If a new applicant for the service seemed to be suitable to go onto route 2, that would mean transferring somebody from route 2 to route 3, or perhaps 3 to 4 or 5 to 1. All the route instructions were written by hand, and in some circumstances it required a sustained effort to complete them ready for the next day. The weekly fee for the Meals on Wheels was collected on a Monday by the volunteers. The opening number of 19 meals quickly grew to 70, to 80 to 90 and eventually it was 102 or 111. The huge steel buckets held five meals each but there never seemed to be any car that could take more than four buckets at a time.
That’s a total of twenty meals. So five routes serving twenty meals per route was 100. The extra meals over that 100 were served, on the advice of the Kingston Chief Executive Officer, wrapped securely in two large sets of newspaper, and delivered to the applicants nearest to the Meals on Wheels kitchen, and it seemed to work because I did not receive any complaints.
As time went by the council issued the drivers with a large sticker for display on the car which volunteers found to be a considerable help when they were parking. Later each driver was issued with a petrol allowance.
With the number of applicants steadily growing the council agreed to appoint an Assistant Supervisor. The first one to start was Pat Crowe, who gave me valuable assistance working out the rostered duties. The longest serving Assistant Supervisor was Elsie Medson whose gentle manner, tact and understanding endeared her to all the volunteers. Until the arrival of an assistant supervisor there was no actual lunch break for the Supervisor, because the phone had to attended and answered at all times in case there was an emergency with a recipient or a volunteer.
Vera Sambell, wife of Councillor Cliff Sambell, also a former mayor, was a member of the washing up team. She went home after her day of duty and said to Cliff, “It won’t be long before we will be getting a new supervisor.” Cliff replied, “Why would we be doing that? Vera’s doing a splendid job.” And Vera said “Well she is going to drop dead in the middle of the hall.” This conversation took place in the middle of an oppressive heat wave after we had been operating for about five months. Cliff turned up at the Meal’s kitchen the next morning and I welcomed him and he said, “Oh I have just come down to see how you are getting on.”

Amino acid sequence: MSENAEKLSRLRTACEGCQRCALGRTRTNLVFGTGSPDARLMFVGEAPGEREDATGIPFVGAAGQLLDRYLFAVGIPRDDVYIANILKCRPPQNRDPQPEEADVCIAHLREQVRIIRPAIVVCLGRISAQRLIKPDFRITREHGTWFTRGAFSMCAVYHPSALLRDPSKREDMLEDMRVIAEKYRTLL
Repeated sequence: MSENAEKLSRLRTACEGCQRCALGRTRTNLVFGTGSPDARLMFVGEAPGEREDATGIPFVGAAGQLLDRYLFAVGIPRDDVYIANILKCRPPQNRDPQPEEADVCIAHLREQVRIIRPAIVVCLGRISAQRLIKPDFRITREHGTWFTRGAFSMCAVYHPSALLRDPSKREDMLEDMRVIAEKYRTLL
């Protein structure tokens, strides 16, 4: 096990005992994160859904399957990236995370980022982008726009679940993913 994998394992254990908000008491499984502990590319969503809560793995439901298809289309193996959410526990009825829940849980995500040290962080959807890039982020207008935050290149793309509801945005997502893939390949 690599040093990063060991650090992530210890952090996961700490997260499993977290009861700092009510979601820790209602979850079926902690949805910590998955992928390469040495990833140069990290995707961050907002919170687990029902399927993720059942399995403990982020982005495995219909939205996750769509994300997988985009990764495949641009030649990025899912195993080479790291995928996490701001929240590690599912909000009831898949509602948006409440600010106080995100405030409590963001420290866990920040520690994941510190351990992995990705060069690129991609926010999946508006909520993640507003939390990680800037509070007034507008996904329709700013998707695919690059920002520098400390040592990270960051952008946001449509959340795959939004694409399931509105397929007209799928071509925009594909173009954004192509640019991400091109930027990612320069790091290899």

Well the gremlins must have been on my side that day because I received eleven calls in fifty minutes which meant I was crossing and recrossing the hall hurriedly. Two days later Telecom arrive and installed an extra new plug in the kitchen which meant that I could bring the phone over to the kitchen and plug it in and take any calls there without going backwards and forward to the office. I was not aware of this incident for several months, until Cliff informed me that he was so surprised at the way Vera spoke he thought he had better come down and find out what was going on.
I was always grateful to Cliff and Vera for their most needed help and support. I was always grateful to Councillors Fred Finn, Cliff Sambell and Deryk Person, who courteously listened to my side of the story when a contentious issue was being debated in council.
When I resigned, I was using a pool of three hundred and ninety three volunteers, plus the students from the four secondary colleges – Mentone Girls’ Grammar, Mentone Girls’ Secondary College, Kilbreda and St Bede’s College who worked in pairs on Tuesdays, Wednesdays and Thursdays. It would have been impossible to have kept the roster running smoothly without the continuous help of these students. Never once did I ever receive any complaint concerning a young person. On the contrary, from time to time I would receive a very pleasant phone call from a recipient saying, “Mrs Phillips, it was delightful to speak to those young people today,” and “Mrs Phillips how courteous those young people were today and so helpful to me.”
Phone calls were numerous. On one occasion, two St Bede’s students asked if they could visit Mr X, on Sunday afternoon and play chess with him. I rang Mr X and he was delighted. For many months those kind, unselfish boys gave great happiness and friendship to a lonely old man.